A Tale Of Two Parts; or In Which I Lose A Bet

 0112-mhill I’m lucky enough to work at a company that  provides exercise classes to us. One such class is  “Boot Camp” which is exactly as the title suggests, a hardcore circuits type class. A couple of months ago, a few months into my fitness development, I started to wonder if I might be capable of completing the class. I asked a few regulars and was told that it was super tough, and possibly only for the really hardcore amongst us. Frankly, they frightened me. I enquired with The Trainer who told me that the class was a challenge for anyone but there was nothing in it that I wasn’t physically capable of. I was studying motivation theories at the time, and decided that I really didn’t feel motivated whatsoever and I was unlikely to ever attend this class. I was so sure that I wouldn’t attend – what was motivating about a hard, potentially humiliating class that people tell you is really, really awful? I was so sure that I wouldn’t be able to break down the barriers of this demotivation that I offered a bet to The Trainer. If he could motivate me to get to the class and complete it before the end of the year, we would take a cycle ride together but use his route (which would be hilly). If I didn’t go before Christmas, we would take a cycle ride together but use my route (which would be flat). Despite the wager in place, I really wanted to prove that I could complete that class. For me, it was a sign of not having boundaries anymore. Back in July I was unsure as to whether I should even enter a gym. Boot Camp, for me, along with CrossFit, is a sign that there is nowhere I don’t belong or can’t go if I don’t want to. I wanted to get this done before Christmas just because I think “nothing in July to Boot Camp in December” is pretty cool.

 Long story short, I completed my first Boot Camp class last night. It was hard but it was alright, I coped.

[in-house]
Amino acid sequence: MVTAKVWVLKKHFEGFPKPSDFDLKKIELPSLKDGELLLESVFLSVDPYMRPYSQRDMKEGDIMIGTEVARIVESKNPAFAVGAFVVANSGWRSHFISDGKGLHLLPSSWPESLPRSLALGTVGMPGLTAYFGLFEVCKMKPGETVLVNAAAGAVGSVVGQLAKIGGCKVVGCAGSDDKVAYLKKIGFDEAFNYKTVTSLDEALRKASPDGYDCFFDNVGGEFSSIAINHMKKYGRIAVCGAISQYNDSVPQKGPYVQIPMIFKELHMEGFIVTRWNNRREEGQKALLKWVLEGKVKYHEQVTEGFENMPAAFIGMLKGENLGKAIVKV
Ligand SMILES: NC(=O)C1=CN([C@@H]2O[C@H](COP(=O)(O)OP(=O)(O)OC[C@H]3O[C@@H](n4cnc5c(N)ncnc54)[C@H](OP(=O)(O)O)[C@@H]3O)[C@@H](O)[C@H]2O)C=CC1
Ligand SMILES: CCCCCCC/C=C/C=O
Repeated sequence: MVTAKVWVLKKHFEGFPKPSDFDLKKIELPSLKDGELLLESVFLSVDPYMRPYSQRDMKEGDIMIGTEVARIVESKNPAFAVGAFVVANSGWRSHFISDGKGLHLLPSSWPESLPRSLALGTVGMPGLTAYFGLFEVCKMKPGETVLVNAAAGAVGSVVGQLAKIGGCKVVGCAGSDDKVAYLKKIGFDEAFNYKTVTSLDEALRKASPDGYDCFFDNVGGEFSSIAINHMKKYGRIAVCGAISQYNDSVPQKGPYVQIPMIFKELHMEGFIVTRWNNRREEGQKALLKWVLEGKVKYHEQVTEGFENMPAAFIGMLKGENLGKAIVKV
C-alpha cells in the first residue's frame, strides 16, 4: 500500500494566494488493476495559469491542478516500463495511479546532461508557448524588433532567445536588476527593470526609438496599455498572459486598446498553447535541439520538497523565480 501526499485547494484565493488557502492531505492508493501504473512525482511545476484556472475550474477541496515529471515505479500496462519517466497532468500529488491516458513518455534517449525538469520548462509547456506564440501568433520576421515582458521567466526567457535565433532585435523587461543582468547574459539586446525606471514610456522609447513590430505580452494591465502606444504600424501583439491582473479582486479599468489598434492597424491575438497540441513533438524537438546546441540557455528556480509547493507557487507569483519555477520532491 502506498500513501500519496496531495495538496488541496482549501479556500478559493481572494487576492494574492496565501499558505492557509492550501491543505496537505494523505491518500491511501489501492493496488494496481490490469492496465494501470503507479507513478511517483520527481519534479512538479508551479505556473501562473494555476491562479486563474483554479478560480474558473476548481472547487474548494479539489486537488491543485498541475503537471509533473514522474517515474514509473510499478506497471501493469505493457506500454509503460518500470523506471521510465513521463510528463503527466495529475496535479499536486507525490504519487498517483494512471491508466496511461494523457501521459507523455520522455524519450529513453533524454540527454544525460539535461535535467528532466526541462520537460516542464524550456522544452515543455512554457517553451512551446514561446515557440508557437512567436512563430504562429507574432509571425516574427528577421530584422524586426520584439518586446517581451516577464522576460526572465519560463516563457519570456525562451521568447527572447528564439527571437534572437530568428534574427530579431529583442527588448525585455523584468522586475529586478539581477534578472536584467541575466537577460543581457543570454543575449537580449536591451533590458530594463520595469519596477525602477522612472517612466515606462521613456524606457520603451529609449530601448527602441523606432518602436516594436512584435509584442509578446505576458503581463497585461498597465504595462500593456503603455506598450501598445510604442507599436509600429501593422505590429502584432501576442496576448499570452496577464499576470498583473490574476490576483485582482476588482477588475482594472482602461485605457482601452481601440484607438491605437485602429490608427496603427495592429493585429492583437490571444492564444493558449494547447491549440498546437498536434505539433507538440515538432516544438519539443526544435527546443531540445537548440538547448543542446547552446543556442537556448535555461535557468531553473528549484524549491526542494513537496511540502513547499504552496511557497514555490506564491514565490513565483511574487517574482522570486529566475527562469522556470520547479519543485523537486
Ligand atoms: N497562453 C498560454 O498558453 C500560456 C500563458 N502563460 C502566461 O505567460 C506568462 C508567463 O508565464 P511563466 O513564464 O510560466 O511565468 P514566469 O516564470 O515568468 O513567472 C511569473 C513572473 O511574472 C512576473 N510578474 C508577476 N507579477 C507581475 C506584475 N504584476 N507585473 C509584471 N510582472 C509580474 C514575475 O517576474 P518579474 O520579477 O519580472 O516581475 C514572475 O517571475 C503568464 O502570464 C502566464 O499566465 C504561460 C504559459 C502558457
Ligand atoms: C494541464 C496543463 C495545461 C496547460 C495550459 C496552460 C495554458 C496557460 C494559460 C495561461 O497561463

So you’d think after this major achievement I’d feel great. Sadly not. My negative self-talk kicked in and I managed to convince myself that The Trainer had deliberately made the class easier just for me; I had to swap some of the exercises to avoid aggravating my injury so that didn’t really count as doing the class as prescribed; it was only two people which doesn’t really count as a group. Any excuse my inner critic could think of to make me denigrate the achievement, it did. If my Inner Critic was a person and they spoke to me in this way I would definitely ask them what exactly I’d done to make them act so hurtfully towards me and I’d pretty quickly terminate the relationship. Yet I treat myself that way. It might be time to terminate this wholly negative and toxic relationship and build a better one.

 There was progress with the Inner Critic though, as well as the clear physical progress. The first part of the class involved an increasing pyramid of thrusters and burpees. The guy who was in the class with me was quicker than I was and I was very aware that I would soon be plodding through the movements on my own. The Inner Critic was loudly shouting to stop at the same time as him. “You’re last, you’re useless, you’re humiliating yourself, just stop now, it doesn’t matter if you don’t finish as long as you don’t look stupid because you’re taking so long”. There have been so many times when I’ve listened to that voice and it took a lot of energy last night to take control, tell the Inner Critic that I was thankful for her concern but actually I was fine and I was choosing to finish the routine even if I was doing it on my own. It was less humiliating to take the victory in finishing, even if I was slow, than humiliate myself by giving up before the end. So I pushed on. It took a while and I ended up doing the thrusters in single reps because it was really, really hard but I finished. Small victory but big lessons learned. Just because we have Inner Critics doesn’t mean we need to listen. Eventually, once she realises she is getting ignored she’ll probably pipe down. It’ll take time but we’ll get there. She’s there to protect me from hurt but she sees everything as a risk and that means I don’t get to experience everything I want to.

 Boot Camp done. There’s never been a bet I’ve been more happy to lose.

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